II. He was intelligent.—It is possible to have a zeal for God which is not according to knowledge; to be on fire, but the fire to be wildfire. It is well to be in earnest, but we need wisdom to direct our earnestness. A zeal that outruns discretion is often likely to defeat its own ends. But this was not the case with Apollos; he was instructed in the way of the Lord; he was a student of Scripture.

III. He was eloquent.—The Greek word so translated may also bear the meaning of ‘learned,’ but we may abide by the Authorised Version. Apollos, unlike St. Paul, who was brought up at the feet of Gamaliel, was educated at Alexandria, famous in those days for its Greek scholarship. The Hellenists, as distinct from the Aramæans, spoke Greek and read the Septuagint version of the Scriptures; they were not so rigid in literalism as the Jews of the Babylonish dispersion, who are called in the New Testament Hebrews.

IV. He was valiant.—We read, ‘he spake boldly in the synagogue.’ He had the courage of his convictions; he was not ashamed of Jesus, for we read, ‘he taught diligently the things of Jesus,’ as the Revised Version gives it. It is not easy to espouse an unpopular cause in public, and before a Jewish audience it needed no ordinary courage to testify of Christ, but Apollos did it, and with such success that his labours speedily attracted attention.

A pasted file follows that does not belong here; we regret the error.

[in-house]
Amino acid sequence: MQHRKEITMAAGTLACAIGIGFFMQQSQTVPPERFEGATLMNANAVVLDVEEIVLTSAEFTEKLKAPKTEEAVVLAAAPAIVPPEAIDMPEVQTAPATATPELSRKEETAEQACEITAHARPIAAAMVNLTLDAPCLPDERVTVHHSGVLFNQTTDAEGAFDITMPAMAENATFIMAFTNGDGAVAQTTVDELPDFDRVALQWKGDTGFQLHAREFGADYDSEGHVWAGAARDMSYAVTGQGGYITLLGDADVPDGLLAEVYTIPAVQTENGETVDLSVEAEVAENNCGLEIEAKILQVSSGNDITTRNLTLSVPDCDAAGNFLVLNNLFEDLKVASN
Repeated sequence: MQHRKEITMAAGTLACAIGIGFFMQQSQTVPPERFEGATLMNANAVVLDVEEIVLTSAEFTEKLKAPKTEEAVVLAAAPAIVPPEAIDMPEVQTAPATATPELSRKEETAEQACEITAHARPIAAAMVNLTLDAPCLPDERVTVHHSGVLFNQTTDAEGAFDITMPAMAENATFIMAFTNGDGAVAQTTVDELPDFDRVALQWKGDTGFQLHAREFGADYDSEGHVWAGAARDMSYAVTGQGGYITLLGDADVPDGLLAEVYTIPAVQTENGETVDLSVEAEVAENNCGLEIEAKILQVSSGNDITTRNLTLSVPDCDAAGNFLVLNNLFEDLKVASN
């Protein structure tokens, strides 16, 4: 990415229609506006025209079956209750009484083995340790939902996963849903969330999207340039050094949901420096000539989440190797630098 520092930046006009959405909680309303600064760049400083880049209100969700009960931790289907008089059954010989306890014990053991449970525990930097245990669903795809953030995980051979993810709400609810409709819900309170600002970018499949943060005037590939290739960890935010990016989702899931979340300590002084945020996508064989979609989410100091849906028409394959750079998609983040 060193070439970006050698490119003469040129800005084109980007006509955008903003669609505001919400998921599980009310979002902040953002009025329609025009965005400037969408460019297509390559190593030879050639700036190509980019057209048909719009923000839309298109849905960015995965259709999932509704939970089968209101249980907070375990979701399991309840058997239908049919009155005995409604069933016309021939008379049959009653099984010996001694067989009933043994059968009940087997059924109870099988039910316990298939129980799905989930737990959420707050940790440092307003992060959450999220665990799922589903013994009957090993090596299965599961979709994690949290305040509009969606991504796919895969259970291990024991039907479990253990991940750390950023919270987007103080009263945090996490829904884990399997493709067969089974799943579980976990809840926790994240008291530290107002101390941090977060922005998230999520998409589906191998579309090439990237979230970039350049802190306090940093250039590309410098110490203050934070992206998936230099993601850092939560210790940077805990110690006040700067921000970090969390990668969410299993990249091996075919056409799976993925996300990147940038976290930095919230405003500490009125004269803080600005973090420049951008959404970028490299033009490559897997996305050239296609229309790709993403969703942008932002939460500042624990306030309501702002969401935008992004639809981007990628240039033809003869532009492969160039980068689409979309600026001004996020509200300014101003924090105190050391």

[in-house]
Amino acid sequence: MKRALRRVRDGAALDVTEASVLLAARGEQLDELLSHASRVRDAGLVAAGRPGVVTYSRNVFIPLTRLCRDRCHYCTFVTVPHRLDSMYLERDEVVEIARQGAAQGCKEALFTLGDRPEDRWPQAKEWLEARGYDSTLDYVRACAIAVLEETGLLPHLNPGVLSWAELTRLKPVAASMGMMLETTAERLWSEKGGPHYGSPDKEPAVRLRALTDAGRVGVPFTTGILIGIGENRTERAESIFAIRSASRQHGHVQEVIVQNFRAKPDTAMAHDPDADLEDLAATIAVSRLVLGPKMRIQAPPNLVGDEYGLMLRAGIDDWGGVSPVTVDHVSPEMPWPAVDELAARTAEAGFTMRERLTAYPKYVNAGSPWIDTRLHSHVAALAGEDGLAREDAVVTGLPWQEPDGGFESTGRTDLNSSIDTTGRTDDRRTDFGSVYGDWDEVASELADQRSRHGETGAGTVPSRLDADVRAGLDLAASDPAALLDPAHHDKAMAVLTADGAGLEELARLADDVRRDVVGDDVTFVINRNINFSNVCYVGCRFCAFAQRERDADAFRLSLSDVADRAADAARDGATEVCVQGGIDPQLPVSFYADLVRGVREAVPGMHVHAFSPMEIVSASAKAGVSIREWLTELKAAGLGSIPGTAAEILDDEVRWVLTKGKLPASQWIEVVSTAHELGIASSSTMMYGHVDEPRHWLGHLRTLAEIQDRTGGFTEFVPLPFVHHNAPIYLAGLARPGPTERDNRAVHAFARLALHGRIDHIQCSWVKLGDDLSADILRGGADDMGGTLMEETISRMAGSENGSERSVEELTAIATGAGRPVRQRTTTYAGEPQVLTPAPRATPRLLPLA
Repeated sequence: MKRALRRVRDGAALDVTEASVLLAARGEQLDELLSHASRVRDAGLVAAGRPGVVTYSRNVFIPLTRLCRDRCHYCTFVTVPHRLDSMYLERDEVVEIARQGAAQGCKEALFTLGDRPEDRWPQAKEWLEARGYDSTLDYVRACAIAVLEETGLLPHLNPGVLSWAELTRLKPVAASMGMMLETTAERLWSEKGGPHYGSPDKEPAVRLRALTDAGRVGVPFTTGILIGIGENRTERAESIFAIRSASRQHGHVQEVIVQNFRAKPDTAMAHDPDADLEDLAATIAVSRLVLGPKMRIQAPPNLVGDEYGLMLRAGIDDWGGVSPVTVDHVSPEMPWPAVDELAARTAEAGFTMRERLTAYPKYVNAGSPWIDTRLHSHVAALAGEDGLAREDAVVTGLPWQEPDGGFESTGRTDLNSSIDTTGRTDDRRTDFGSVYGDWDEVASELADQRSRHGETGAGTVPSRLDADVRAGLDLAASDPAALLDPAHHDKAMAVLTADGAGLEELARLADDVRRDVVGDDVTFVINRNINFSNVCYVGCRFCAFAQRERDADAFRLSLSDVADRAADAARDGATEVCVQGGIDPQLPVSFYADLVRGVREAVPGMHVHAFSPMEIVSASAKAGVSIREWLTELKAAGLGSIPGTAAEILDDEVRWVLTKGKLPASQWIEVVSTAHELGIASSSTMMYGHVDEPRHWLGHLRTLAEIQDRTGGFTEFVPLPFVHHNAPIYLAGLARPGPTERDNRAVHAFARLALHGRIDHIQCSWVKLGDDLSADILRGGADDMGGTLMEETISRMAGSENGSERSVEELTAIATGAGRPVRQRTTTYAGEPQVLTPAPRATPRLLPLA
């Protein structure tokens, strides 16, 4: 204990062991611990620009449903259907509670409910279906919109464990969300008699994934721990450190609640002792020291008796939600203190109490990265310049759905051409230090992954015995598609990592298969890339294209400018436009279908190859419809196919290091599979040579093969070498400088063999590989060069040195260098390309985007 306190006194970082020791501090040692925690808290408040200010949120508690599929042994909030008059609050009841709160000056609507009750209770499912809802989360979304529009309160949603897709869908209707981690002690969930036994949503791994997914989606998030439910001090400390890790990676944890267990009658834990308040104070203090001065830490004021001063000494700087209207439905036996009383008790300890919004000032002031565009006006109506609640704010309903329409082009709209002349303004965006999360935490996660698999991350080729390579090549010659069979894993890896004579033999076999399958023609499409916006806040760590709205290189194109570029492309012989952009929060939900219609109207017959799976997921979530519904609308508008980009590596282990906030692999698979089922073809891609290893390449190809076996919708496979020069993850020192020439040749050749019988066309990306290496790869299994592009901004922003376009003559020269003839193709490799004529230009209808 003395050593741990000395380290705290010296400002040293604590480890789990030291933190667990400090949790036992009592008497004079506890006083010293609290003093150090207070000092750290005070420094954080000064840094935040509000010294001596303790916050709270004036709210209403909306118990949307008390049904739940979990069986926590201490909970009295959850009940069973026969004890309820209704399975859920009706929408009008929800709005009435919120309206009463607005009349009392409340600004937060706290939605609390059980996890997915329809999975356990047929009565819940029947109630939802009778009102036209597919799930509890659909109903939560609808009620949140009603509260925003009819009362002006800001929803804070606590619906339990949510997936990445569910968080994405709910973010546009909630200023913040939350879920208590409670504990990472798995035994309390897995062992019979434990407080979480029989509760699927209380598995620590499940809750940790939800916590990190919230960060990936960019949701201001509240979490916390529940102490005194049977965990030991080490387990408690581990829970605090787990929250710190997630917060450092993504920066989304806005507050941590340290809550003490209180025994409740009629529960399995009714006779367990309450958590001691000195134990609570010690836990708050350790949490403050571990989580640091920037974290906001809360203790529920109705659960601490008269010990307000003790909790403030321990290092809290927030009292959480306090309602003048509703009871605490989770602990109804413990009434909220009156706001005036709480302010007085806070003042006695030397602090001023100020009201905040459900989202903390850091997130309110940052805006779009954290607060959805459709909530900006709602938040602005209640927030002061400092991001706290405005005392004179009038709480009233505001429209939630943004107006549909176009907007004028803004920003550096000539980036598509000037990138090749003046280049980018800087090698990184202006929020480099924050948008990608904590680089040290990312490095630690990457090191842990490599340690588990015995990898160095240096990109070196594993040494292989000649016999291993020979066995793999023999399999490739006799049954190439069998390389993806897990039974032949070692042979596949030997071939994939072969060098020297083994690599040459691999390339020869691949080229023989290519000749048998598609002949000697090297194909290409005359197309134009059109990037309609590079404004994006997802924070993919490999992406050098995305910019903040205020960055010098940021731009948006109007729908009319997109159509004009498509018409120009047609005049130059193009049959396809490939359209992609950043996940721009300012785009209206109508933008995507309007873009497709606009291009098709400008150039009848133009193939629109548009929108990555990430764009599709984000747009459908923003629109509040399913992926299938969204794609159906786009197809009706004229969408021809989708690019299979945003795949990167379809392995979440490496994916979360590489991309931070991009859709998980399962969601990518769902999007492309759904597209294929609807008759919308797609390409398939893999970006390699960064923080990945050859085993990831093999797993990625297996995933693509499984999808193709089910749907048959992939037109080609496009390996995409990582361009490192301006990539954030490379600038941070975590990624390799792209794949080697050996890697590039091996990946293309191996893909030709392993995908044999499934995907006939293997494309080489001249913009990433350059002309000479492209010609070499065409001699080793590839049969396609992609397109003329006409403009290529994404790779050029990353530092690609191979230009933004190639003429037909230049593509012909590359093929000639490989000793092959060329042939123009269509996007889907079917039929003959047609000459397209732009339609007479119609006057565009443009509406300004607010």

Rev. E. W. Moore.


‘Few characters in the Acts of the Apostles stand out with greater interest than that of Apollos, partly from the circumstances of his life, partly from the exquisite beauty of his character. Apollos was an Alexandrian, and brought up at the fount of philosophical, critical, and theological learning. His powerful mind grasped not only the ancient and weightiest matters of the law, but it met and welcomed the newer current of thought, though the way by which those newer currents of thought came to him cannot now be ascertained. He may have passed through Jerusalem at the time when John the Baptist or Christ Himself was teaching, or if he did not meet John, he may have met one of his disciples. Apollos had a mind keenly alive to truth and a soul thirsting for the kingdom of righteousness, and the sympathetic power of his character, together with the eloquence of his words, were eagerly welcomed in Ephesus.’

Verse 28


‘For he mightily convinced the Jews, and that publicly, shewing by the Scriptures that Jesus was Christ.’

Acts 18:28